THE INTRUDERS

Michael Marshall

For Nathaniel

—I did it

How can we be sure we are not impostors?

—Jacques Lacan

The Four Fundamental Concepts of Psychoanalysis

Prologue

Thump, thump, thump. You could hear it halfway up the street. It was bizarre that the neighbors didn’t complain. Or do so more often and more stridently. Gina sure as hell would—especially if the music sucked this bad. She knew she ought to go upstairs as soon as she got indoors, yell at Josh to turn it down. She also knew he’d look at her in that way teenagers have, like they’re wondering who you are and what gives you the right to bother them and what the hell happened in your life to make you so boring and old. He was a good son at heart, though, and so he’d roll his eyes and nudge the stereo down a notch, and then over the next half hour the volume would creep up until it was even louder than before.

Usually Bill was around to get into it with him—if he wasn’t hidden in his basement, tinkering—but tonight he was out with a couple of faculty colleagues. That was good, partly so he could get the bowling out of his system without involving Gina, who couldn’t stand the dumb sport, and also because he went out very seldom. They usually managed to grab a meal somewhere once every couple weeks, just the two of them, but most evenings this year had seen him disappearing downstairs after dinner, wrench in hand and a pleasurably preoccupied look on his face. For a while he’d generated his own strange noises down there, low booming sounds you felt in the pit of your stomach, but thankfully that had stopped. It was healthy for a guy to get out of the house now and then, hang with other guys—even if Pete Chen and Gerry Johnson were two of the geekiest dudes Gina had met in her entire life, and she found it impossible to imagine them cutting loose at bowling or drinking or indeed anything at all that didn’t involve UNIX and/or a soldering iron. It also gave Gina a little time to herself, which—no matter how much you love your husband—is a nice thing once in a while. Her plan was a couple hours in front of the tube with her choice of show—screw the documentary channels. In preparation she’d gone to the big deli on Broadway, picked up groceries for the week and a handful of deluxe nibbles for right now.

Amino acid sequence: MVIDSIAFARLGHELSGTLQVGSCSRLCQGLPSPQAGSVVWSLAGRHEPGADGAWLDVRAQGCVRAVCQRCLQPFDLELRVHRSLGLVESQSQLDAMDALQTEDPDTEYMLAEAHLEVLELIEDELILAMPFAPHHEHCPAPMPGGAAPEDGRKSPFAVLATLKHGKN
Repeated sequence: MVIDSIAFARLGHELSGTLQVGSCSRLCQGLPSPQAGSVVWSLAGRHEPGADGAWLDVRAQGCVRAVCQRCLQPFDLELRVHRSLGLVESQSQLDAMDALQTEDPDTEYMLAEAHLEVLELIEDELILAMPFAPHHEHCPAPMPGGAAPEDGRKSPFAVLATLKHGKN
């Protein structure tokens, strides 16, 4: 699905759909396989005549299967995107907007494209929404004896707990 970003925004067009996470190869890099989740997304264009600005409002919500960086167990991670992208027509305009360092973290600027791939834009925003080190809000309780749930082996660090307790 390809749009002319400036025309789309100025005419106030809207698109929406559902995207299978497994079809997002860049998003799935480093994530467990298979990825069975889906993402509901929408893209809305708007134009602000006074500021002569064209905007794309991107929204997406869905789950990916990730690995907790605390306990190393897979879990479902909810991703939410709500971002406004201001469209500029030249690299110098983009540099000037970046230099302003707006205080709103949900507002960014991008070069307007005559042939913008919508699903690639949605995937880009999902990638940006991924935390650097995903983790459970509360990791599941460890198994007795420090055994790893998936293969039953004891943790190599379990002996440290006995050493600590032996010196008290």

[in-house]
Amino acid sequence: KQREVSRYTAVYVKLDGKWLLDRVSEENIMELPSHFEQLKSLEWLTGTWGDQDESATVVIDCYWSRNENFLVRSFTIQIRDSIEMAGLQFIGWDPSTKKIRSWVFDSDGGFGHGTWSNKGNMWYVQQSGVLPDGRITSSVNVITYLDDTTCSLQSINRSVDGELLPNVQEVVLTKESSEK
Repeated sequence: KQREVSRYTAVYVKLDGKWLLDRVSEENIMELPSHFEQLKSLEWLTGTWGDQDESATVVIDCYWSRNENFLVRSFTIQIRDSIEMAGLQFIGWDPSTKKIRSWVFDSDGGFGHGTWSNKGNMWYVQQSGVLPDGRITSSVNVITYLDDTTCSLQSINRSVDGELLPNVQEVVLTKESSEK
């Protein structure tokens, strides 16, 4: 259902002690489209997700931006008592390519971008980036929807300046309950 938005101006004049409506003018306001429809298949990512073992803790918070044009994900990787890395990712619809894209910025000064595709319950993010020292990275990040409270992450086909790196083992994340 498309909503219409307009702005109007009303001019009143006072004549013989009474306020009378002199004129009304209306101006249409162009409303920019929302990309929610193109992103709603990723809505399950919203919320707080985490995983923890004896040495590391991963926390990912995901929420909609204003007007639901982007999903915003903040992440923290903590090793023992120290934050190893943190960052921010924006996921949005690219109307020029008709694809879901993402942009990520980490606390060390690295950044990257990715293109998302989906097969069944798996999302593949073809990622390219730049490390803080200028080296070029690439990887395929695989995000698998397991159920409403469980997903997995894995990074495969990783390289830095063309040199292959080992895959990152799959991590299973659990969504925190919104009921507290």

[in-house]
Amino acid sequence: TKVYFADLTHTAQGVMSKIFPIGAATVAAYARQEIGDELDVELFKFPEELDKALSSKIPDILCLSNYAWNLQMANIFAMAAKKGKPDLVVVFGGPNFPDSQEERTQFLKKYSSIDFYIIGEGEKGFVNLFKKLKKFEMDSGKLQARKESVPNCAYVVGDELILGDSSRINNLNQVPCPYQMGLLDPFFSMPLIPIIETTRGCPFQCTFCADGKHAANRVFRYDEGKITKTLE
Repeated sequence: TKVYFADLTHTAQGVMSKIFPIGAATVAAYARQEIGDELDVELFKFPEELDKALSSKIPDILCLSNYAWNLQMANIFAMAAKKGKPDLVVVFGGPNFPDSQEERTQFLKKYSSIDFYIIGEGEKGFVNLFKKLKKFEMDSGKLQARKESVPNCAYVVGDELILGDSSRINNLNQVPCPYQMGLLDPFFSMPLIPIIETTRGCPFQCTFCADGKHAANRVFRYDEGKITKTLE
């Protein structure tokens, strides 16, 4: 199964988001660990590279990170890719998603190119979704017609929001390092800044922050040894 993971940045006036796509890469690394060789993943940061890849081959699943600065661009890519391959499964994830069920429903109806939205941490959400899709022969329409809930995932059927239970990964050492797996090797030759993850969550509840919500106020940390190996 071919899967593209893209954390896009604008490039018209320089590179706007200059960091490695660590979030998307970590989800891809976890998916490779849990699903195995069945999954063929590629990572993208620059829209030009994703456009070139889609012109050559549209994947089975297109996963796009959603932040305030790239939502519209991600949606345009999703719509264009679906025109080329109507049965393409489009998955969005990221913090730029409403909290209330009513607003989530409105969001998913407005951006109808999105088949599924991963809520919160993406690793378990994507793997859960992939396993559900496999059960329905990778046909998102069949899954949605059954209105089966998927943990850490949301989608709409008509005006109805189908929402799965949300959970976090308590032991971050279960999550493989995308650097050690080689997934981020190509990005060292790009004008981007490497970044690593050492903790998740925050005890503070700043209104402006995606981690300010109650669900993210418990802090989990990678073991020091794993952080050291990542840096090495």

As she opened the door to the house and stepped into a zone of even higher volume, she wondered if Josh ever considered that his vanilla mom might have rocked out on her own account, back in the day. That before she’d fallen in love with a young physics lecturer named Bill Anderson and settled down to a life of happy domesticity, she’d done plenty time in the grungier venues of Seattle-Tacoma and its environs, had been no stranger to high volume, cheap beer, and waking up with a head that felt like someone had gone at it with hammers. That she’d bounced sweatily to Pearl Jam and Ideal Mausoleum and even Nirvana—back when they were local unknowns and sharp and hungry instead of hollow-faced and dying—most memorably on a summer night when she’d puked while crowd surfing, been dropped on her head, and still got lucky in the soaking and dope-reeking restrooms with some guy she’d never met before and never saw again.

Probably not. She smiled to herself.

Just went to show kids didn’t know everything, huh?

An hour later she’d had enough. The thumping was okay while she was just watching with half an eye—and the volume had actually dropped for a while, which maybe suggested he was doing some homework, and that was a relief—but it had started ratcheting up again, and in ten minutes there was a rerun of a West Wing episode she’d never seen before. You needed a clear head and peace and quiet to follow what the hell was going on with those guys, they talked so fast. Plus, Jesus, it was half past nine and getting beyond a joke.